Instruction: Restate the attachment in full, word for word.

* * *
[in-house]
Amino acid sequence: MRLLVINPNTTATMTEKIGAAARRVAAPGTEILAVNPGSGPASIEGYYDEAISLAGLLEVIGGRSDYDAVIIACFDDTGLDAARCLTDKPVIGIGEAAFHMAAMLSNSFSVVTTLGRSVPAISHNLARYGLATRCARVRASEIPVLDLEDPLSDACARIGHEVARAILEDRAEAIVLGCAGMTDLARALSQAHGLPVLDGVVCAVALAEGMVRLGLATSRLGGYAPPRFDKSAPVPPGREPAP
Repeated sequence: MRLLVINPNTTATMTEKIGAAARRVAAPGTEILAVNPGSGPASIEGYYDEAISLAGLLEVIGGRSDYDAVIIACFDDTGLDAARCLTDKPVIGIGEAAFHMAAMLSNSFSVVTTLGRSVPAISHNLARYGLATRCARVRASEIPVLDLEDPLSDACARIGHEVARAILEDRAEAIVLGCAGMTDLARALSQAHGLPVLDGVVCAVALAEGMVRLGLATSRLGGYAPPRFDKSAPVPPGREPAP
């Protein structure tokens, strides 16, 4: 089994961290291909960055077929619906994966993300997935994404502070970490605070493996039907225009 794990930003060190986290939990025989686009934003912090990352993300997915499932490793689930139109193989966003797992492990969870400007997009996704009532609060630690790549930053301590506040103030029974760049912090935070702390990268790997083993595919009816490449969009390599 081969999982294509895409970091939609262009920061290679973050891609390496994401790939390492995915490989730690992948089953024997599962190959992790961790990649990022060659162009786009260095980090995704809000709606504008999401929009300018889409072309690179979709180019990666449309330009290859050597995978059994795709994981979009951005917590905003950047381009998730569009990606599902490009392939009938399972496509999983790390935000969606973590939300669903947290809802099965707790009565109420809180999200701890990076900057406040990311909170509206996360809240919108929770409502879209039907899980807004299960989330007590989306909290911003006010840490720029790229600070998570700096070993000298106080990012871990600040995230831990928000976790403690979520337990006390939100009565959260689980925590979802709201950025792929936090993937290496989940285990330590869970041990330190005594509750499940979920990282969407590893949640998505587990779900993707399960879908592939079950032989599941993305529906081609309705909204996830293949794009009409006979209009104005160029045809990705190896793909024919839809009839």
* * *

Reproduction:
[in-house]
Amino acid sequence: MRLLVINPNTTATMTEKIGAAARRVAAPGTEILAVNPGSGPASIEGYYDEAISLAGLLEVIGGRSDYDAVIIACFDDTGLDAARCLTDKPVIGIGEAAFHMAAMLSNSFSVVTTLGRSVPAISHNLARYGLATRCARVRASEIPVLDLEDPLSDACARIGHEVARAILEDRAEAIVLGCAGMTDLARALSQAHGLPVLDGVVCAVALAEGMVRLGLATSRLGGYAPPRFDKSAPVPPGREPAP
Repeated sequence: MRLLVINPNTTATMTEKIGAAARRVAAPGTEILAVNPGSGPASIEGYYDEAISLAGLLEVIGGRSDYDAVIIACFDDTGLDAARCLTDKPVIGIGEAAFHMAAMLSNSFSVVTTLGRSVPAISHNLARYGLATRCARVRASEIPVLDLEDPLSDACARIGHEVARAILEDRAEAIVLGCAGMTDLARALSQAHGLPVLDGVVCAVALAEGMVRLGLATSRLGGYAPPRFDKSAPVPPGREPAP
């Protein structure tokens, strides 16, 4: 089994961290291909960055077929619906994966993300997935994404502070970490605070493996039907225009 794990930003060190986290939990025989686009934003912090990352993300997915499932490793689930139109193989966003797992492990969870400007997009996704009532609060630690790549930053301590506040103030029974760049912090935070702390990268790997083993595919009816490449969009390599 081969999982294509895409970091939609262009920061290679973050891609390496994401790939390492995915490989730690992948089953024997599962190959992790961790990649990022060659162009786009260095980090995704809000709606504008999401929009300018889409072309690179979709180019990666449309330009290859050597995978059994795709994981979009951005917590905003950047381009998730569009990606599902490009392939009938399972496509999983790390935000969606973590939300669903947290809802099965707790009565109420809180999200701890990076900057406040990311909170509206996360809240919108929770409502879209039907899980807004299960989330007590989306909290911003006010840490720029790229600070998570700096070993000298106080990012871990600040995230831990928000976790403690979520337990006390939100009565959260689980925590979802709201950025792929936090993937290496989940285990330590869970041990330190005594509750499940979920990282969407590893949640998505587990779900993707399960879908592939079950032989599941993305529906081609309705909204996830293949794009009409006979209009104005160029045809990705190896793909024919839809009839």